It is the perfect revenge of Dharma.

It is the hardest thing for me to do.

And it is what I deserve.

Acting from passion, from the will of the moment caused me to hurt others, hurt myself and to become blind to my personal Dharma. And now, the only thing I can do to restore good karma in my life is the one thing that I consistently failed at, which earned me bad karma.

There’s a reason the symbol of Buddhism is a wheel.

Karma is a bitch, and so was I. But Dharma is a switch, and I will accept its lashes for it is but pain, and that is far preferable to suffering.

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Why I’m Not a Buddhist

It’s been interesting to discuss the differences between Christianity and Buddhism with John. As much respect as I have for the Buddhist path and for those who walk it, it’s not for me. While the conquering of ego is part of the Christian tradition (and, in my mind, of pretty much any religion tradition worth its salt), I need to begin with the reality of the individual and of a personal God. For me it is by going down deep into God’s very being as Love (one of the reasons the relational nature of the Trinity is so compelling to me) and into God’s love for me that I find the strength and courage to look at the ways that my ego gets in the way, tempts me to sin*, and separates me both from God and my neighbor (and even, paradoxically perhaps, my best self).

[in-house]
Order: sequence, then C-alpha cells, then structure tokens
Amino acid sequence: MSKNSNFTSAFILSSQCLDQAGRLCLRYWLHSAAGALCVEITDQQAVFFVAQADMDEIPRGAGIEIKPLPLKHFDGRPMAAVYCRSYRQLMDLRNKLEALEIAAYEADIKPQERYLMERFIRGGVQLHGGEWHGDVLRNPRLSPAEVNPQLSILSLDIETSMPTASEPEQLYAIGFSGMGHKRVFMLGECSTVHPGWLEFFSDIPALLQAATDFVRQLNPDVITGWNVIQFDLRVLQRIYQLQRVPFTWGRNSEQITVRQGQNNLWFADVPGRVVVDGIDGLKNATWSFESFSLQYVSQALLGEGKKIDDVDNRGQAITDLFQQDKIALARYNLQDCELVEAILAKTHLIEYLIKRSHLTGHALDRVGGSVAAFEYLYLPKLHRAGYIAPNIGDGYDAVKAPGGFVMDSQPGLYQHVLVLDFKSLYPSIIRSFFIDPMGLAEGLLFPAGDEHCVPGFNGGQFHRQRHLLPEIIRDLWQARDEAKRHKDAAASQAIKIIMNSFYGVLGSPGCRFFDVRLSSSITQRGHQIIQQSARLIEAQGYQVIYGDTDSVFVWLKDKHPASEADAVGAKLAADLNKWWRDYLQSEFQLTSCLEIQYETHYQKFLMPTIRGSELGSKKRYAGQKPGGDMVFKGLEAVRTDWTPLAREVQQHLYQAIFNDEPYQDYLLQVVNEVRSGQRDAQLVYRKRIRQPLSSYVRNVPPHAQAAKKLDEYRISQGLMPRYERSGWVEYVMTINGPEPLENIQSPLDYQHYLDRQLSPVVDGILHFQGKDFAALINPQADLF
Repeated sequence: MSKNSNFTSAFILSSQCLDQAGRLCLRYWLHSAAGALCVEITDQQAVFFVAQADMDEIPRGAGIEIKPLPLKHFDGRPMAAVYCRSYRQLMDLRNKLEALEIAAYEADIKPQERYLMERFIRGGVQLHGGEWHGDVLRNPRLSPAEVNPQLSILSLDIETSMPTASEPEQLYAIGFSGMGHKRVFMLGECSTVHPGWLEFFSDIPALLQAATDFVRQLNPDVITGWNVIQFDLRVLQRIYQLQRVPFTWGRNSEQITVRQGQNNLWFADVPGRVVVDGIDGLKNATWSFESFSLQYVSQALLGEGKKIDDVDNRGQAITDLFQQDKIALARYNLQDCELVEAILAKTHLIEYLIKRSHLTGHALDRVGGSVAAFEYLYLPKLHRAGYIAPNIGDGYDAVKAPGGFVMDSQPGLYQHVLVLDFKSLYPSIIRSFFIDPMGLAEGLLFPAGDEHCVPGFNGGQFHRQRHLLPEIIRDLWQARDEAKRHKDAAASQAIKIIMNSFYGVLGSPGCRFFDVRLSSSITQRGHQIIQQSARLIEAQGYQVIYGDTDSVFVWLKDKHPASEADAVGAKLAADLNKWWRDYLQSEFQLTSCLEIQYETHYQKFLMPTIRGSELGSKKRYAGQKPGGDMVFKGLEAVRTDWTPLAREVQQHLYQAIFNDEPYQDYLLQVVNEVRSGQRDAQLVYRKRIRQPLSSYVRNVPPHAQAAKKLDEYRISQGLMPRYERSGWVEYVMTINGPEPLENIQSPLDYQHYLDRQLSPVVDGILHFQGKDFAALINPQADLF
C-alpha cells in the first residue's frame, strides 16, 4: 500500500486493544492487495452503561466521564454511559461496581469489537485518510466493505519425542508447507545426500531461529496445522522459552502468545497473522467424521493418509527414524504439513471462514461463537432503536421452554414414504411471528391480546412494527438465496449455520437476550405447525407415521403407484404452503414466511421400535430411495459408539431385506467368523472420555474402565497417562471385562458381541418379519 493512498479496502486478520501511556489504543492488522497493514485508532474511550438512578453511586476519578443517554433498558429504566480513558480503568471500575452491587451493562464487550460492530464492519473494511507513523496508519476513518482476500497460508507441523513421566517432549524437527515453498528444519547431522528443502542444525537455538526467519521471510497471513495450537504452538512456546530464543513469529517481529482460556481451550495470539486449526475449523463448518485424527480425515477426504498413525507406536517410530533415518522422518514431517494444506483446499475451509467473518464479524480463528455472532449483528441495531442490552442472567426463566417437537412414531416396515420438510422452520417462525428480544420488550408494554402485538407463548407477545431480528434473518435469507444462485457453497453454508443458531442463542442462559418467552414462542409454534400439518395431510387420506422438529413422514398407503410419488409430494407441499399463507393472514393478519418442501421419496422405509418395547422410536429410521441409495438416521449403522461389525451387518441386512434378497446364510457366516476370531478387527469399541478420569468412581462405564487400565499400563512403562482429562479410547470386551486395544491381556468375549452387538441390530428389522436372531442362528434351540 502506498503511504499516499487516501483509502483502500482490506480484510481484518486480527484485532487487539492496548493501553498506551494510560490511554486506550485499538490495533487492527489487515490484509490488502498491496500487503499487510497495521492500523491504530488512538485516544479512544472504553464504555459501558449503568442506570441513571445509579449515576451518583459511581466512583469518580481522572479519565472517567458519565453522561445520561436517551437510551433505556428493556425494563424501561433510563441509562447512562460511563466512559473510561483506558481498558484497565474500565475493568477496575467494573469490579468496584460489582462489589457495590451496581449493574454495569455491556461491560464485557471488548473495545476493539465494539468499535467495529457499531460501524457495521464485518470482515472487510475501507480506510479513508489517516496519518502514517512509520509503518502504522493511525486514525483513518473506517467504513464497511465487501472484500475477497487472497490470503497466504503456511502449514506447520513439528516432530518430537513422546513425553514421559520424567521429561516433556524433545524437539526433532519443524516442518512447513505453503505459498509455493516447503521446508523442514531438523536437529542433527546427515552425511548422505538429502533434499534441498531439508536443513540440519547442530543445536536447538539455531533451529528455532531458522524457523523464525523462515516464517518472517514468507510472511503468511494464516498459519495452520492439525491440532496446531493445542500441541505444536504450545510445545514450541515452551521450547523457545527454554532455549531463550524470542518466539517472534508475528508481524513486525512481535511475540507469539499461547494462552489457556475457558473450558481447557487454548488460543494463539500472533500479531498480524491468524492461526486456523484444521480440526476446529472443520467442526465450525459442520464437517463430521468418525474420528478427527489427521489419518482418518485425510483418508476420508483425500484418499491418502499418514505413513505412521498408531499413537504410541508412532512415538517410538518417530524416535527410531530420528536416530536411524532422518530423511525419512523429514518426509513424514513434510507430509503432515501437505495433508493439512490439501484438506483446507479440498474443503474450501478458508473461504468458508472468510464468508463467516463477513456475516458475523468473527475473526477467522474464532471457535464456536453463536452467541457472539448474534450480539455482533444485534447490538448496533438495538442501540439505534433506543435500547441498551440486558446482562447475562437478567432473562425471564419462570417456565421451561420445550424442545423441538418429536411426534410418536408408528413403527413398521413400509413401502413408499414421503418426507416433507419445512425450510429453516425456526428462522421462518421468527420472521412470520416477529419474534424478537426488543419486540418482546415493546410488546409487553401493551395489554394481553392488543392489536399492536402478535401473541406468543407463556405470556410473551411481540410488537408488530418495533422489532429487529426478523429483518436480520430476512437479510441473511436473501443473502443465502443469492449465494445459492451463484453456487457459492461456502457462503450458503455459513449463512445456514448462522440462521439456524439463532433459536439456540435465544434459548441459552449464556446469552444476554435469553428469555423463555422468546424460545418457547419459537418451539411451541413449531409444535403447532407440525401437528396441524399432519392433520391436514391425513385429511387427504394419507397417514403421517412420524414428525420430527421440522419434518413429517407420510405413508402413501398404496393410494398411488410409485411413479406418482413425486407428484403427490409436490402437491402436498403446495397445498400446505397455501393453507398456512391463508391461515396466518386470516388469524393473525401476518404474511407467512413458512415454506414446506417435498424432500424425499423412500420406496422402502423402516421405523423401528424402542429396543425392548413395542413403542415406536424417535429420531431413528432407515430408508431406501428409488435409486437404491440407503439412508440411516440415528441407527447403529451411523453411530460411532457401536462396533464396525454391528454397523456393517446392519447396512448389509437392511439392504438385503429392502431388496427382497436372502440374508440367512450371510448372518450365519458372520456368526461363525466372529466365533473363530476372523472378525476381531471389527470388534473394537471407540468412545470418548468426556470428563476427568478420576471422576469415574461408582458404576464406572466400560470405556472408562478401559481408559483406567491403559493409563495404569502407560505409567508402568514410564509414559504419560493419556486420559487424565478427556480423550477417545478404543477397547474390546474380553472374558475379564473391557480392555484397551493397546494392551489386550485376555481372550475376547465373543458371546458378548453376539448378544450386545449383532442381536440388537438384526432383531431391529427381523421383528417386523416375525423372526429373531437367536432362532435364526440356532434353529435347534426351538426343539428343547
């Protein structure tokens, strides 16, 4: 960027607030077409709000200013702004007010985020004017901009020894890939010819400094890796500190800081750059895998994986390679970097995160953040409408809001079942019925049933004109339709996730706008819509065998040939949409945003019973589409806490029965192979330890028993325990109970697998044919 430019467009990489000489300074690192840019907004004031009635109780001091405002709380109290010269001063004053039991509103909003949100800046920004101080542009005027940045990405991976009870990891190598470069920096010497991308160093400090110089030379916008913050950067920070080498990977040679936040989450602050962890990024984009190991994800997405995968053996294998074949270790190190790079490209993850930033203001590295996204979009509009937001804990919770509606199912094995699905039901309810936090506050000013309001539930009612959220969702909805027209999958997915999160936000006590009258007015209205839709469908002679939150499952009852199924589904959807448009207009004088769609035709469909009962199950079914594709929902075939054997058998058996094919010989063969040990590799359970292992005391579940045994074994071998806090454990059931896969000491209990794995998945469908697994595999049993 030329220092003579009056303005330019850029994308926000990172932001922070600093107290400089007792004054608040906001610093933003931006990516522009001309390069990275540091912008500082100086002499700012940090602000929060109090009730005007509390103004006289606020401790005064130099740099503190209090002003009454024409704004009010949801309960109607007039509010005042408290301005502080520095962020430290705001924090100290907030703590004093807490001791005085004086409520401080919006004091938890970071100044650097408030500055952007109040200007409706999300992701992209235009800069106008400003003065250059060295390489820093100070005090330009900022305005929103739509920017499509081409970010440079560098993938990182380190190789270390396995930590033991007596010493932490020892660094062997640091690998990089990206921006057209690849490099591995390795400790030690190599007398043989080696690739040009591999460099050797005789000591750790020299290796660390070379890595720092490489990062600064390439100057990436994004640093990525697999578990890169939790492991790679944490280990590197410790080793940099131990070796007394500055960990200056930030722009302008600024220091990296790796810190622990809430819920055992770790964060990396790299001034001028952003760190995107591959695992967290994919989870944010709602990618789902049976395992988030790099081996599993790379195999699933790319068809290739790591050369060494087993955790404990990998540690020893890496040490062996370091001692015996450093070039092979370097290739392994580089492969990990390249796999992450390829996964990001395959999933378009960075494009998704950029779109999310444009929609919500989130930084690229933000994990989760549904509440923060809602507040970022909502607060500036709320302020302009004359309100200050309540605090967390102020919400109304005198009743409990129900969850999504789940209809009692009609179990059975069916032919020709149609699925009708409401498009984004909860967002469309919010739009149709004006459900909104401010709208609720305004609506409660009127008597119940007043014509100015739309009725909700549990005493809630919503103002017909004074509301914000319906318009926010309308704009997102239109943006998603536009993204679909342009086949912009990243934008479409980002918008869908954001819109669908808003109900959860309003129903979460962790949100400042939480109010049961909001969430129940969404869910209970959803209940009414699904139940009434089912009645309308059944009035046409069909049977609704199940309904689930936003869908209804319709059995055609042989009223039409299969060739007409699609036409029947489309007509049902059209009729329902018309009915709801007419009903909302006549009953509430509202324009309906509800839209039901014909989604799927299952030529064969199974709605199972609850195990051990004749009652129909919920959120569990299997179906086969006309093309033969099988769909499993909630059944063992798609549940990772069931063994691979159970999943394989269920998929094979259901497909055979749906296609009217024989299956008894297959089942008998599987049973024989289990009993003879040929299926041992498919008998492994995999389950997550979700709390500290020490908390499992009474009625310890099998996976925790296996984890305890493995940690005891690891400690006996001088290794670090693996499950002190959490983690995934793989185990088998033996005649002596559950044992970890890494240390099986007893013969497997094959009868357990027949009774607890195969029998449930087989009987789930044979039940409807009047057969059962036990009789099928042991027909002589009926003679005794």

It has been essential for me to spend time in God’s love: God’s delight in my existence, the fact that God not only loves me, but LIKES me. This was a crucial part of doing the Ignatian Spiritual Exercises this past year. My students hear me preach about this all the time: we are beloved, unstintingly, irrevocably, joyfully. Only by trusting that love do I then feel strong enough to face down my demons: the ones that tell me I’m lazy or prideful or worthless or too awkward or unwelcome. Only by hearing God’s voice chuckle at my foibles—that laugh that is full of forgiveness and patience—can I know that it is possible face down my sin, that I can look into my own abysses and not die of shame or fear.

My individual self and God’s unfathomable personal nature** are essential to my ability to live and thrive in this marvelous and horrifying world. And yet, there are echos of John’s path in my own, particularly in Jesus’ call to die to self and in the strange, circular language Jesus uses in the Gospel of John (“[B]ecause I live, you also will live. On that day you will know that I am in my Father, and you in me, and I in you.” John 14:19b-20). I love that the paths are so close that they call out to each other, yet will never be the same path.

*Sin is one of those baggage-laden words and a concept I think is crucial. I’m sure we’ll be talking about that one before long.

(**I mean, really, the idea that the force behind this infinite cosmos—and the multiverses we now suspect exist—interacts with me individually and uniquely is kind of ridiculous, if you really, REALLY think about it.)